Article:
Our friends at The Mag are previewing one high-profile school per day for their Summer Buzz series. For the sake of all that is synergistic, yours truly will be attempting the same, complementing each comprehensive preview with some analytic fun. Today's subject: Kansas.
This is the second straight year we've had reason to doubt whether Kansas should be the Big 12 favorite. Considering the Jayhawks' run of success in the conference -- seven straight regular-season conference titles, four of which were won just before KU took the conference tournament title, not to mention that 2008 national championship -- this seems somewhat silly.
Last summer, we had our reasons -- namely the projected ascent of a Jacob Pullen-led Kansas State team. This year, the reasons have less to do with the rest of the conference's makeup (though there is plenty of talent out there) and more to do with the massive personnel losses Kansas suffered this past spring.
The Morris twins are in the NBA. Senior guards Brady Morningstar and Tyrel Reed graduated. Josh Selby, the highly touted freshman who never got his game on track -- and thus caused Kansas fans to hope he wouldn't make a premature leap to the NBA -- made that leap anyway. Mario Little, a handy reserve guard, is gone, too.
Meanwhile, KU's incoming recruiting class is good but not great. Of course, most programs would love to land the No. 22-ranked class in the country. But for Kansas, which has had few peers on the recruiting trail in recent seasons -- perhaps only Kentucky, North Carolina and Duke have matched coach Bill Self's efforts among elite players -- it's just sort of solid.
So what does all this mean? After seven years of dominance, are the Jayhawks due for a downgrade?
I'm not so convinced.
It's not that there isn't good Big 12 competition out there. Missouri returns all five starters from last season's solid squad. Baylor has NBA lottery prospect Perry Jones, potential one-and-done Quincy Miller and a host of other athletic, talented players. Texas A&M (provided the Aggies haven't defected to the Texas shadow-free EuroLeague by the time this piece is published) could compete for the conference title. Texas, as always, is talented and intriguing.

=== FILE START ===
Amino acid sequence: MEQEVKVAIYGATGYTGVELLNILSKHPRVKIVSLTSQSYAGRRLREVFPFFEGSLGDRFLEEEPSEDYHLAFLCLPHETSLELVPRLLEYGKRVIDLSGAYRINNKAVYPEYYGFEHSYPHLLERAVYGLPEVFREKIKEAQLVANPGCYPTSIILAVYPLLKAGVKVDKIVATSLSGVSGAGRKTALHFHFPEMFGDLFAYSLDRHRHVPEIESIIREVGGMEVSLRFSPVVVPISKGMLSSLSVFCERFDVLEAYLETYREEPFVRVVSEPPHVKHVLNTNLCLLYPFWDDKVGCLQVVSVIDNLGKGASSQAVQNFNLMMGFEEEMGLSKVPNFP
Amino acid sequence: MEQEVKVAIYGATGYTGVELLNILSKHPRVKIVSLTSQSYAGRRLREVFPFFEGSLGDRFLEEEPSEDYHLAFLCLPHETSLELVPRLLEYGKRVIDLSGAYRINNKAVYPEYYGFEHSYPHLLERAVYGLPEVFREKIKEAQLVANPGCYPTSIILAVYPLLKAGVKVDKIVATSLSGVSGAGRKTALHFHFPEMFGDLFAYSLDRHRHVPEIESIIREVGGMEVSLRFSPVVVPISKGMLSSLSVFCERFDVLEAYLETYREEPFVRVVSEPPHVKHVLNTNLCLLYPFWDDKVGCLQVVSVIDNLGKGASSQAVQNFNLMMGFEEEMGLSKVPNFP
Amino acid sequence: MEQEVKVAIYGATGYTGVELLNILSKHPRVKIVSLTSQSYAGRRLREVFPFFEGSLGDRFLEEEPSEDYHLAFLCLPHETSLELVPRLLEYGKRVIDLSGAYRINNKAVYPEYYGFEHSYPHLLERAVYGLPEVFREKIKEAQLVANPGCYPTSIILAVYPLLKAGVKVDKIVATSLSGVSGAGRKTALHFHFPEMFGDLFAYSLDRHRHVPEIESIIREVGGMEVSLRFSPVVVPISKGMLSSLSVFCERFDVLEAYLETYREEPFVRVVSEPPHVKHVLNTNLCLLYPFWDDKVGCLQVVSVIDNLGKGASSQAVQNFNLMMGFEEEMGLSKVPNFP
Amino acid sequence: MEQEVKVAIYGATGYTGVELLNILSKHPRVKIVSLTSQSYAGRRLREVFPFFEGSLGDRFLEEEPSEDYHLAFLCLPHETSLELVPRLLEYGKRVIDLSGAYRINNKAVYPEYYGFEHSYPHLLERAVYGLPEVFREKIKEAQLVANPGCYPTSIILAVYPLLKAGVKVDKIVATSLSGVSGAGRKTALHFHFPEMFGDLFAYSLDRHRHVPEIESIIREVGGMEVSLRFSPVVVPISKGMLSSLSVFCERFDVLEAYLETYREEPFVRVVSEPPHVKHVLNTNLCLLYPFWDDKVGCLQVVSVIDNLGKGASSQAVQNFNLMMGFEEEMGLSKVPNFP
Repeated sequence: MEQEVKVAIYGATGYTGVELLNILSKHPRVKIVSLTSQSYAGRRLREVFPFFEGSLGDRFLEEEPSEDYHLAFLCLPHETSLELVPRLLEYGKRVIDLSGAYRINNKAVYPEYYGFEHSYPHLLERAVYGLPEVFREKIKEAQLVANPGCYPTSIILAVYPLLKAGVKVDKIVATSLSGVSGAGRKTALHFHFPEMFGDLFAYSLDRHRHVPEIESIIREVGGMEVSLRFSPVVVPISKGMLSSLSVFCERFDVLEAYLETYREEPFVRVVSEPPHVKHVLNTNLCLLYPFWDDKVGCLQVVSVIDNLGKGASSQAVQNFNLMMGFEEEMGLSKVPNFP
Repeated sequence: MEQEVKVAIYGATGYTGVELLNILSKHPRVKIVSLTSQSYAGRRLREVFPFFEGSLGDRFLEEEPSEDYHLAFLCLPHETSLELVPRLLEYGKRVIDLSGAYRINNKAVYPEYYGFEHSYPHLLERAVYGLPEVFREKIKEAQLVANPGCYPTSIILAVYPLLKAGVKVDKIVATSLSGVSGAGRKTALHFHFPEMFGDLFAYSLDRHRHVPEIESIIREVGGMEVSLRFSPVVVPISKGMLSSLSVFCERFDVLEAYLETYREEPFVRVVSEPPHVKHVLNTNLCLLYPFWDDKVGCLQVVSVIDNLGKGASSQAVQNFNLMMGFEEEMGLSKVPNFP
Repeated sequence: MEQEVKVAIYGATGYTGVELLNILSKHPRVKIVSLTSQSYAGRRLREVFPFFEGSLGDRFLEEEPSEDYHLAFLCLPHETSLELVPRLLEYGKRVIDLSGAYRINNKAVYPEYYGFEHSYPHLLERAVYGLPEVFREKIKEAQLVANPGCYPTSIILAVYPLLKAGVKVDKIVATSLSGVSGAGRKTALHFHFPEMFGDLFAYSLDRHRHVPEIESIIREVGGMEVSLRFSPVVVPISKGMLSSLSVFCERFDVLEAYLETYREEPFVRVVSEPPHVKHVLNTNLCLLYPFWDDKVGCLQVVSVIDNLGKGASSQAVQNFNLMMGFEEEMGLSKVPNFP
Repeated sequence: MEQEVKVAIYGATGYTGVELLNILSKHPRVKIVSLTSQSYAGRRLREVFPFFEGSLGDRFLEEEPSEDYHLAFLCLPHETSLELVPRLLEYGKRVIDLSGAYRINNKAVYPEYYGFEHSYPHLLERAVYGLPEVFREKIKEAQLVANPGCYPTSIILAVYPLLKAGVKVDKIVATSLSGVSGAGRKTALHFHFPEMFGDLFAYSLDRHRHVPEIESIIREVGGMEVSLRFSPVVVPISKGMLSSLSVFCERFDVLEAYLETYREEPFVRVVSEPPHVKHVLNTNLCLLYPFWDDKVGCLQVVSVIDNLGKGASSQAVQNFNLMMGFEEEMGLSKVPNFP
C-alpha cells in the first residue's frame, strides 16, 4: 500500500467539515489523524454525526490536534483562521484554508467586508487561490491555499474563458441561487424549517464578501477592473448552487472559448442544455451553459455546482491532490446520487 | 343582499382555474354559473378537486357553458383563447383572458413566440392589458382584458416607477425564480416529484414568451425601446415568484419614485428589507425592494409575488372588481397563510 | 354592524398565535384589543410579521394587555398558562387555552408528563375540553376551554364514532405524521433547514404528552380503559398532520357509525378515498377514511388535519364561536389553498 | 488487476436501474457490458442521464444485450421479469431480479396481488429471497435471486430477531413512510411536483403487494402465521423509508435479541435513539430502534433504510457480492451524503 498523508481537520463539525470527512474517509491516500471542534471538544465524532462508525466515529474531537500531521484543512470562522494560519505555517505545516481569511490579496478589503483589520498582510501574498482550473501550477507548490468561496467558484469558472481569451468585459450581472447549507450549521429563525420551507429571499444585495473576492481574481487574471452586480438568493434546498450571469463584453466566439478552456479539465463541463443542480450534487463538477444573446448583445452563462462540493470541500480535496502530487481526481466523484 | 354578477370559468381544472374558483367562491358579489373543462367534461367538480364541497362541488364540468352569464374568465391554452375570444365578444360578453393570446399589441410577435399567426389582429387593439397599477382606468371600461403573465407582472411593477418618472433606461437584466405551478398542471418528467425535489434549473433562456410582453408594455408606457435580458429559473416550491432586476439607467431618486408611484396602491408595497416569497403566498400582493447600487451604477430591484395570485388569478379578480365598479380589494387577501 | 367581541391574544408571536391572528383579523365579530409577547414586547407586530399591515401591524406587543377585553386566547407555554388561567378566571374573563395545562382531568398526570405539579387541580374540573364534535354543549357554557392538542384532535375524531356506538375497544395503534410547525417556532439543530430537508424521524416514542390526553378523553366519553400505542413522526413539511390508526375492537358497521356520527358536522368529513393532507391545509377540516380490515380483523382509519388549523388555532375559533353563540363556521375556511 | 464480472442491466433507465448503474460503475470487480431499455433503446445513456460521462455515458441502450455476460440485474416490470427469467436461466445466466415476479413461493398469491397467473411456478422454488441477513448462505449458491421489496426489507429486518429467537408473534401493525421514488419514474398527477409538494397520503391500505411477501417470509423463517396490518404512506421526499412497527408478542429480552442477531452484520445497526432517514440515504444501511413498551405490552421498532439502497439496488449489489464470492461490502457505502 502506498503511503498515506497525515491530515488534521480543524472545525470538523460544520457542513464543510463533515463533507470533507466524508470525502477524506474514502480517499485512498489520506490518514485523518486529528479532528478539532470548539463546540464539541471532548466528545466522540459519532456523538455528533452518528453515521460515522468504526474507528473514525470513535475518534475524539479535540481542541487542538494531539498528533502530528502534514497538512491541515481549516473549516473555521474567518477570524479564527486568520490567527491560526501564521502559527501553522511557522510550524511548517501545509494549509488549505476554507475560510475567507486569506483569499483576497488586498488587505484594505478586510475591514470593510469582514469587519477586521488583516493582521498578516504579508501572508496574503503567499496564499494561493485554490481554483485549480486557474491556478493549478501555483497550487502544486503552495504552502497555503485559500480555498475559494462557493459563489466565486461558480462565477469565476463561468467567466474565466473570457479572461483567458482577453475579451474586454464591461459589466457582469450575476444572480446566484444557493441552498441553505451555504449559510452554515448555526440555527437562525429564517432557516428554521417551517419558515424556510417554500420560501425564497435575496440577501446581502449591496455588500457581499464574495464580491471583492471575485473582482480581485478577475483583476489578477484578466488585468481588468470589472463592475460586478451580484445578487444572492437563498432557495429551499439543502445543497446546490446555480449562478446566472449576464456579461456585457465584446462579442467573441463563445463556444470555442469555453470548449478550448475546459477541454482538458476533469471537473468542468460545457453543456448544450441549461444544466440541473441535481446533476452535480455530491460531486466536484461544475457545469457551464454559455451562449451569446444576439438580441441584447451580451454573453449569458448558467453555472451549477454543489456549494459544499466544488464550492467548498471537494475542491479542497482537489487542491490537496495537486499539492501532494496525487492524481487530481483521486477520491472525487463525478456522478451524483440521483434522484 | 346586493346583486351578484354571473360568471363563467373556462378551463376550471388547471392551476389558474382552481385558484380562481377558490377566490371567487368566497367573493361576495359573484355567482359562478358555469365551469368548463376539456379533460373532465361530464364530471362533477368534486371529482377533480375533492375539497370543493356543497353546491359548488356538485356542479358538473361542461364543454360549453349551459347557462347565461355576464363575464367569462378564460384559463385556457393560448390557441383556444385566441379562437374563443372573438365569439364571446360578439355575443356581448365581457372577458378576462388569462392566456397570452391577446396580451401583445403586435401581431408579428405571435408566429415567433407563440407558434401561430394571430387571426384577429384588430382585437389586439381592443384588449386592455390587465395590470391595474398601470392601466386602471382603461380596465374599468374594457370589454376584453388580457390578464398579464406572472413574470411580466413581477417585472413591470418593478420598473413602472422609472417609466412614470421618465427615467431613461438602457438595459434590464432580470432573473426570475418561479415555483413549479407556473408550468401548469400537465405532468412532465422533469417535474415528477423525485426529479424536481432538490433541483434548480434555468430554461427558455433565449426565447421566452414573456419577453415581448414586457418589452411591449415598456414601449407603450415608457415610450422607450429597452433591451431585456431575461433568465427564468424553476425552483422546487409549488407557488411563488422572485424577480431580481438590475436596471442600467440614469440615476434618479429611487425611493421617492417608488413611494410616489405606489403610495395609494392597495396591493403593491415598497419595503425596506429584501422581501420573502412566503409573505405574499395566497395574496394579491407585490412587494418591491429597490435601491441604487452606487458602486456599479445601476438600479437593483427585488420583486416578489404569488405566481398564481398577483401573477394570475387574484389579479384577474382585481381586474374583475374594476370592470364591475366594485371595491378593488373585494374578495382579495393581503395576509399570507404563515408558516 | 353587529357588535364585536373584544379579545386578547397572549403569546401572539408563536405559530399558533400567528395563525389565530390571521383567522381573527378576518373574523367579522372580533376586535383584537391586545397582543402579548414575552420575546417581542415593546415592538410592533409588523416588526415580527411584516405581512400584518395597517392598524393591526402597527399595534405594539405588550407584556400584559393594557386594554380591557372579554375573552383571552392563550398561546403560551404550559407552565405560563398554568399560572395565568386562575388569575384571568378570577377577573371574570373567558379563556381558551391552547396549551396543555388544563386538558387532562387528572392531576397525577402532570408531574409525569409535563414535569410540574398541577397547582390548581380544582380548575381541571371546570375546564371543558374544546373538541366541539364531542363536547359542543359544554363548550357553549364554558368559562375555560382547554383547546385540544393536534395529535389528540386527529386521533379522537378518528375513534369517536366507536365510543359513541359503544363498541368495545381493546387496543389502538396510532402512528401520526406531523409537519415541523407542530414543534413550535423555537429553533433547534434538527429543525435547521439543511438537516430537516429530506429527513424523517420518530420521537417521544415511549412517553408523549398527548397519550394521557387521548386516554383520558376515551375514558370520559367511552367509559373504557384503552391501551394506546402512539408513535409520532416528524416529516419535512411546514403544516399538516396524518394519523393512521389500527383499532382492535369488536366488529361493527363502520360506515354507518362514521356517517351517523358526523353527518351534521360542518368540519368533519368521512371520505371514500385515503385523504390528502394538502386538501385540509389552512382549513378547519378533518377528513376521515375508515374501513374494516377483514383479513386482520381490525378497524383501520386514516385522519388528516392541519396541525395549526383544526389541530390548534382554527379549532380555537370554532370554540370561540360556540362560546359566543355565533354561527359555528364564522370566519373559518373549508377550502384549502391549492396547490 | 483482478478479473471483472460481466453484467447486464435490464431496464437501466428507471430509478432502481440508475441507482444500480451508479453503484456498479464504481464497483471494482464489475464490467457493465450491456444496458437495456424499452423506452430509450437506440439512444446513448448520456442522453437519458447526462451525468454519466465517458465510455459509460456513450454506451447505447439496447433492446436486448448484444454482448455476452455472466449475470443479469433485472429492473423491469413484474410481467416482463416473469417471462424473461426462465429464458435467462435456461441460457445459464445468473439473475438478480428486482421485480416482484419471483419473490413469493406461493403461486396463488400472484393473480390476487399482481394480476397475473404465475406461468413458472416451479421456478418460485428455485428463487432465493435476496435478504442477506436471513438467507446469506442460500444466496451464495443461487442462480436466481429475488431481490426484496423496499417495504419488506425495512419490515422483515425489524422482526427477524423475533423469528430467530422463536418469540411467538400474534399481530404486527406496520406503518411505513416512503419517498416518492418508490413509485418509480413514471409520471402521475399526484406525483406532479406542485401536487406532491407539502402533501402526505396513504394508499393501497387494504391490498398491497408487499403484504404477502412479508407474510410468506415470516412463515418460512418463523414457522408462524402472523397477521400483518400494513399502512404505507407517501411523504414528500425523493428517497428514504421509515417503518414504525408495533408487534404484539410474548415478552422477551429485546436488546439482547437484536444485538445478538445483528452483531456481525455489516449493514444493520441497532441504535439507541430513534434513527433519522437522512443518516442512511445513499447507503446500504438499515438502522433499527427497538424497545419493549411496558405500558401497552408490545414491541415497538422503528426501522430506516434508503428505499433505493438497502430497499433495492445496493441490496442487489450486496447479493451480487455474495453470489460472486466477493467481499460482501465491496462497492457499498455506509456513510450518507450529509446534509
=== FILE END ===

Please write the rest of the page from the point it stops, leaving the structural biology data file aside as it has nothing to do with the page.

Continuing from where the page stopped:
But Kansas should still be really good, too. That's the thing about recruiting multiyear players who don't need to jump to the NBA immediately: When players leave, expected or otherwise, you don't have to land the No. 1 class in the country to compete for trophies. Instead, you can do what the Hawks did last offseason. They didn't rebuild. They reloaded.
Pardon the cliche, but it works. In 2010-11, Kansas lost its three best players: Cole Aldrich, Sherron Collins and Xavier Henry. Self tweaked his lineup, put Markieff Morris and the senior guards on the floor, and changed his offense to feature much more side-to-side motion and face-up work from the Morris brothers. KU's offense betrayed it in the Elite Eight loss to VCU, but for the 37 games before it, the Jayhawks were brilliant to watch. If they weren't quite as good as 2010's version, they were still very, very good.
It's fair to expect a similar recalibration this season, and Self again has promising young talent -- several of whom were merely reserves in 2011 -- to work with. Chief among them is forward Thomas Robinson. Robinson was one of the nation's best rebounders last season, and he did so in limited minutes. This year, he'll be much more important to the Jayhawks' chances. He'll have to generate his own offense in the post, deal with double-teams and weakside help, and still crash the glass and patrol the lane with the same gusto he achieved last season in limited minutes. Judging by Robinson's performance at the Nike Skills Camps this summer, he's more than capable of that kind of season.